There are highly effective immune-suppressing and biologic therapies to alleviate symptoms of this condition (were they to become unmanageable), however, I have always felt that taking such drugs would be unwise, what with my severe predilection for wild animal encounters, pet rats, field work in LMICs, and the fact that I’m an infectious diseases physician. Oh, did I mention the turtle with whom I’ve cohabitated since age 15? Yeah, they apparently never die….. So my body weight is not a manifestation of orthorexia or anorexia or bulimia or any other pattern of disordered energy consumption with which helpful white citizen Boomers jamming their uninvited stick into my craw care to label me. Rather, it is the product of conscious intentional action to keep my physique healthy, resilient, youthful, and reasonably free of the symptoms from which I suffered at 25 pounds heavier. See my blog post on surviving life as a clinician scientist rule #9: Pour sweat daily!! Fuel your body on plants!! Noodle salad from the buffet? Hard no to that. Mimosa and an éclair at brunch? Absolutely not. Cheese and crackers at midnight? Beyond unthinkable. Weight management is fundamental to my disease mitigation strategy (having not actually attempted the evidence-based housewife intervention), and yet I have been body shamed for being “thin” by physician colleagues whose opinion on such matters I did not seek nor did I care to ponder. As a matter of fact, I enjoy channeling a shivering whippet in stilettos and recall signing exactly zero legally binding contracts obligating me to maintain a body mass index above 18.4. We all have a choice in the matter of disease management, despite what we’re told by those who believe they know better. And by individuals without a modicum of medical training or content expertise. This barrage of negativity communicates to the invisible that we are not for this academic and medical world, where the paradigm of assess-diagnose-treat (and treat to cure, ideally) aims to slide those of us falling more than a standard deviation or two away from the mean back towards ‘normalcy’. But we need not treat such encounters as we might the Thanksgiving table where one could theoretically consider javelining a spear of asparagus at the snout of the resident do-gooder bigot. No. More powerfully, and despite all odds, we simply persist. I’m like the Tom Brady of mid-career female academics, minus, of course, the talent, the wealth, the fame, and presumed grip strength. All of this verbiage serves as a subtext to how I – as a visibly abled and (mildly) invisibly disabled traveler – confronted my own ableism.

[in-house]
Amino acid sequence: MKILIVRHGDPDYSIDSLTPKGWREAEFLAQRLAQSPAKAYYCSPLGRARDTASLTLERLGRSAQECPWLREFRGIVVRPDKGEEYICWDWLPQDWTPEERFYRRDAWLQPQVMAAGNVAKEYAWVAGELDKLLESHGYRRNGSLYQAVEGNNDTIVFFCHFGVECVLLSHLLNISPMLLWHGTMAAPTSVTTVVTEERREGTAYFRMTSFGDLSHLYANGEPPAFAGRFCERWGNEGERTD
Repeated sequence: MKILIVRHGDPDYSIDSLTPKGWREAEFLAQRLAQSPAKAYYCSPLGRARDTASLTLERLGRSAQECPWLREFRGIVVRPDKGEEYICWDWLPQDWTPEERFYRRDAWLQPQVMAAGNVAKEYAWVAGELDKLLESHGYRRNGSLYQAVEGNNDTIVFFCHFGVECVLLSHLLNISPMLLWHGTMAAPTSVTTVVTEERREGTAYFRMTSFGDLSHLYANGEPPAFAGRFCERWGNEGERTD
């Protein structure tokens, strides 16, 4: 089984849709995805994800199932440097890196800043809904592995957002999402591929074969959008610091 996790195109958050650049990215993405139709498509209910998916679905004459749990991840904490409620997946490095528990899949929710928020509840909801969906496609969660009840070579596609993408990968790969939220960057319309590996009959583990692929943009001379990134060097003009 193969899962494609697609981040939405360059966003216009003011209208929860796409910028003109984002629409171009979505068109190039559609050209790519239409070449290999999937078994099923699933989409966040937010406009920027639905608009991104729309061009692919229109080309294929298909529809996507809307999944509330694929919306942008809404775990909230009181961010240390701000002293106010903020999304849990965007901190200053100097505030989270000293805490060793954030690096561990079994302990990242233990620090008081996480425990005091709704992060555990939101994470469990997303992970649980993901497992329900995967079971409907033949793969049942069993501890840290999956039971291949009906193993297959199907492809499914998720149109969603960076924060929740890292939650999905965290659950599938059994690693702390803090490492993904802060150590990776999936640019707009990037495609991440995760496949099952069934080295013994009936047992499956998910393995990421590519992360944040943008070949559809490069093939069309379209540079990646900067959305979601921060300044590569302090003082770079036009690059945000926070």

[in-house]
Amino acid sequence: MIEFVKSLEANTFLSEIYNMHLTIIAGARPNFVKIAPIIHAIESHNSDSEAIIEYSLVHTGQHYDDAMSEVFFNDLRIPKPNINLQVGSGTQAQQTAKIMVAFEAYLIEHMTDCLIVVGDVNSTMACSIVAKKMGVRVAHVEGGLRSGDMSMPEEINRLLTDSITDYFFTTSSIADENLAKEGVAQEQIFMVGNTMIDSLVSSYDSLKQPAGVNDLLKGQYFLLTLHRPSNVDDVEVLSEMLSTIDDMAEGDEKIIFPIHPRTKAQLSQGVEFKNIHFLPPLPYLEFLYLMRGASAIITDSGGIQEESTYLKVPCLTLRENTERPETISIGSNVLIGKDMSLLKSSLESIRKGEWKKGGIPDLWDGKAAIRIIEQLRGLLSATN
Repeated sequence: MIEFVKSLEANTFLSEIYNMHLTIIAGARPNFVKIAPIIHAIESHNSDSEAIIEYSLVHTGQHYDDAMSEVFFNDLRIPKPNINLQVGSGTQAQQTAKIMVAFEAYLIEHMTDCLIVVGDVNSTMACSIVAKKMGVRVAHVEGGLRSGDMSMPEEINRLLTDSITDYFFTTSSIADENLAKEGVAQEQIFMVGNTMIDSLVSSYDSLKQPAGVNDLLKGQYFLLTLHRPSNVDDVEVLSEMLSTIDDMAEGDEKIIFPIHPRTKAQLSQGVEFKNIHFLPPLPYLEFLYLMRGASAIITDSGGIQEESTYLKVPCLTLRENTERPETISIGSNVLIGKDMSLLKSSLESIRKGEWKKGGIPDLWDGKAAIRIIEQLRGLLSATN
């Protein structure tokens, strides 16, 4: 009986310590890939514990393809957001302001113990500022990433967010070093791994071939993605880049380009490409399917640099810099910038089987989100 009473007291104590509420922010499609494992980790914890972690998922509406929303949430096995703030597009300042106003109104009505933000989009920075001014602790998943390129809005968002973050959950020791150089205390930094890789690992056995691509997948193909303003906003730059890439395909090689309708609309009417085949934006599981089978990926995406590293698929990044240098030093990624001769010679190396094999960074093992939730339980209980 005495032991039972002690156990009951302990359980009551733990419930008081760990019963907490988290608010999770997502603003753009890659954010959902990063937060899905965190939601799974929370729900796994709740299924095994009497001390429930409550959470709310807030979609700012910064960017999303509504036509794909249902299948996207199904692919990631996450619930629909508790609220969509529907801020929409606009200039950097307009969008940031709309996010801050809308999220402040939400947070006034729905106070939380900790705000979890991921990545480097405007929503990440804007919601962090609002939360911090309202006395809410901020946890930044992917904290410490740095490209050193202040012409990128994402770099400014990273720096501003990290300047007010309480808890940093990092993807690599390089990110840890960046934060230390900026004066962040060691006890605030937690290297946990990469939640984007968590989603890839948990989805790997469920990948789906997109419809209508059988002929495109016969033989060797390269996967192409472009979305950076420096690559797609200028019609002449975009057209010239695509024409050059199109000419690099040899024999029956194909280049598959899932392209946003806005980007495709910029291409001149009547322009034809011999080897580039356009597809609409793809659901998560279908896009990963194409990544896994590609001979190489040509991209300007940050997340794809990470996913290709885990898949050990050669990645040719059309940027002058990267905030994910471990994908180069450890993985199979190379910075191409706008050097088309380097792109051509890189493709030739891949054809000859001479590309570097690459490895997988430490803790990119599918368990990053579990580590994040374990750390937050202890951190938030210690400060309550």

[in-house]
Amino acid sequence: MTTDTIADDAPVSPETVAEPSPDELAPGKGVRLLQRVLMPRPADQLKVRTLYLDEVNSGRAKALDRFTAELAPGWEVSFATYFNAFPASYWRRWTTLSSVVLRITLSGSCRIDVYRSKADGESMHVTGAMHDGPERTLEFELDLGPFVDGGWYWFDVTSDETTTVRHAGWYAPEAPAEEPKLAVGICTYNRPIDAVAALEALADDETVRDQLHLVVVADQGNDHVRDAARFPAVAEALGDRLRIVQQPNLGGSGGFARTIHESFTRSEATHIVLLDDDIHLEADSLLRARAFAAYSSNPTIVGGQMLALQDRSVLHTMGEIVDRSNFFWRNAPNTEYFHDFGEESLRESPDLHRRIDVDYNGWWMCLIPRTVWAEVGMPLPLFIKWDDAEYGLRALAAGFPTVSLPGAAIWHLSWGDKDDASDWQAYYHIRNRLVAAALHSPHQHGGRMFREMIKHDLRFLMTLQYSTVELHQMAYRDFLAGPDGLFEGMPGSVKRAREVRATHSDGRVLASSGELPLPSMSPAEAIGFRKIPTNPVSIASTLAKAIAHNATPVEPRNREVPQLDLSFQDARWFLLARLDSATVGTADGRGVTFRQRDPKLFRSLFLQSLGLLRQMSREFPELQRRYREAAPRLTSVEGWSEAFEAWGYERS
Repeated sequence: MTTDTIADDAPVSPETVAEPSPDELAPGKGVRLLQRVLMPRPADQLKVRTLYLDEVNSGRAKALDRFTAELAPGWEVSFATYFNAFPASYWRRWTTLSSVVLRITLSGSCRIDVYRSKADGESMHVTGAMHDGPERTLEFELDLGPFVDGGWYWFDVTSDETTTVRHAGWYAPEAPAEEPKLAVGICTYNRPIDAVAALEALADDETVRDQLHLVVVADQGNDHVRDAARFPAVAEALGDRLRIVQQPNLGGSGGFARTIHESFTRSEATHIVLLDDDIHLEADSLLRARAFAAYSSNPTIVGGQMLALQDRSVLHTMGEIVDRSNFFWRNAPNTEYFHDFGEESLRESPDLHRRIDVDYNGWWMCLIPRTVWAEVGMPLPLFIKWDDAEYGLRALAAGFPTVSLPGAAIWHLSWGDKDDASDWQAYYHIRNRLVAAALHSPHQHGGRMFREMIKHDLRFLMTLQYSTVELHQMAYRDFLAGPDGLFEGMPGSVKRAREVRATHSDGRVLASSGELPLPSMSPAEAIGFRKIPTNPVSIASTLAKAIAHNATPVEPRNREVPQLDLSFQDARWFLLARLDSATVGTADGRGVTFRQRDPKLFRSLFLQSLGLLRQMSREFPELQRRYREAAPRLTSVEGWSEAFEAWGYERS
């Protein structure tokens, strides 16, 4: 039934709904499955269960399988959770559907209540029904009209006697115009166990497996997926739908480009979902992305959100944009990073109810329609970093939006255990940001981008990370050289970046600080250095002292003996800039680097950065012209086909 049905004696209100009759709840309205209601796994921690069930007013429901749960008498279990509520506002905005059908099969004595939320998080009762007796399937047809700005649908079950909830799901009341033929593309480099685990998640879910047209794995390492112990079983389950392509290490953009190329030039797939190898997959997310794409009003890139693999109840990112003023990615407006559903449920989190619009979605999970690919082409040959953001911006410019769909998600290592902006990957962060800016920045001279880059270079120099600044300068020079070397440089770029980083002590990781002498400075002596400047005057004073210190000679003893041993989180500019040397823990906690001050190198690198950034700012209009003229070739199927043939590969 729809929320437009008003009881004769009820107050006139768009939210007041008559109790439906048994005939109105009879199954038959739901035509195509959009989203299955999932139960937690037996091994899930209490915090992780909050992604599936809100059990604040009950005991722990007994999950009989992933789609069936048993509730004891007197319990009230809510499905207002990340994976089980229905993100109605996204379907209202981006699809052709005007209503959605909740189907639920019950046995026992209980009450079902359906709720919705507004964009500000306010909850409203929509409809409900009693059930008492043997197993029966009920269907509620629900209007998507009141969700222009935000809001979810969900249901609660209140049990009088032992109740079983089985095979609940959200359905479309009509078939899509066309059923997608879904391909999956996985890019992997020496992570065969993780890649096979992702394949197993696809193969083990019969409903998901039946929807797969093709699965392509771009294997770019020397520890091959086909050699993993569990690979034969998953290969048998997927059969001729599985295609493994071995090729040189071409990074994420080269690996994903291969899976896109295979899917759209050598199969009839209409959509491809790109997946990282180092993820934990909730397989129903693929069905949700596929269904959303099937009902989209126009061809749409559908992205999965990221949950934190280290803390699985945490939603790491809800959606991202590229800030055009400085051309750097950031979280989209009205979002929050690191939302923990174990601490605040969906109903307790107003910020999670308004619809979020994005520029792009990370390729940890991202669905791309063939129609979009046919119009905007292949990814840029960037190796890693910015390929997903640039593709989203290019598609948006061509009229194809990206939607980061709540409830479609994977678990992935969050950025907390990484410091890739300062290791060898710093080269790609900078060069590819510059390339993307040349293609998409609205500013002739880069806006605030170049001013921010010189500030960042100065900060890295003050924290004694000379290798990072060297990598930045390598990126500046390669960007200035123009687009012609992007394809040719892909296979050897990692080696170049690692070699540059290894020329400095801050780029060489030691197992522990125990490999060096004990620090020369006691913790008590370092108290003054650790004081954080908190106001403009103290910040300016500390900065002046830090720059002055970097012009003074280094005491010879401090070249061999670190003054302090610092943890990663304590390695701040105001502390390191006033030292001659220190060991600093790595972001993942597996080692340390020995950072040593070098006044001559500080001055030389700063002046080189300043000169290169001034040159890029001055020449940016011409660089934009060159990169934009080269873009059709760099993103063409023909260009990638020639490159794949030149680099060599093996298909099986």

I am not a real runner. I am rather more partial to the bicycle as a means of exercise. But, as with all endorphin enthusiasts, in the absence of said bicycle, I will do what I have to do. Upon arrival in any destination I will scope out the options for exercise fast. Really fast. Faster than lightening. Faster than flash flooding. Faster, in fact, than 108-year-old great aunt Beatrice can fuck up a smartwatch. So it was thus on a pre-pandemic trip to a small island village in East Africa where I began my experiment with rapid bipedal ambulation as a form of exercise. My ‘route’ took me through densely forested vegetation as well as along pristine beaches. At first, I began to landmark my progress with the beautiful bounty that is nature, along the lines of: ‘soon I will pass the gorgeous baobab tree’; or, ‘oh, here’s where I saw the lovely hermit crab’. This strategy quickly devolved into landmarking threats to my survival, as in: ‘here’s where I saw the first deadly poisonous snake’, and ‘that’s where I nearly tripped over the second deadly poisonous snake’, and ‘oh, here’s where I need to run through the tick-infested long grass en route to Heron’s Point’, which, by the way, is completely devoid of herons. Raising even a single one of these ‘issues’ with a local will garner the derision that you – useless urban creature of comfort – deserve. They are unperturbed by such minor annoyances. Thus, conversations will usually go something like this:

Local: “Have you been swimming in the ocean yet?”

Me: “Umm, isn’t that a school of black tip sharks frenzying around in the shallows?”

Local: “Ha, ha, yes! But they won’t hurt you. Funny, I never see them out diving!”

Me: “Yes, well, that’s probably because they’re awaiting the succulent juiciness that is the average North American piglet (aka, us). Much easier to catch than a tuna.”


Local:  “Have you seen the monitor lizard?”

Me:  “The monitor lizard? You mean the 8-foot long dinosaur that shot out of the bush at me on my run this morning? In that case, yes, I have seen him.”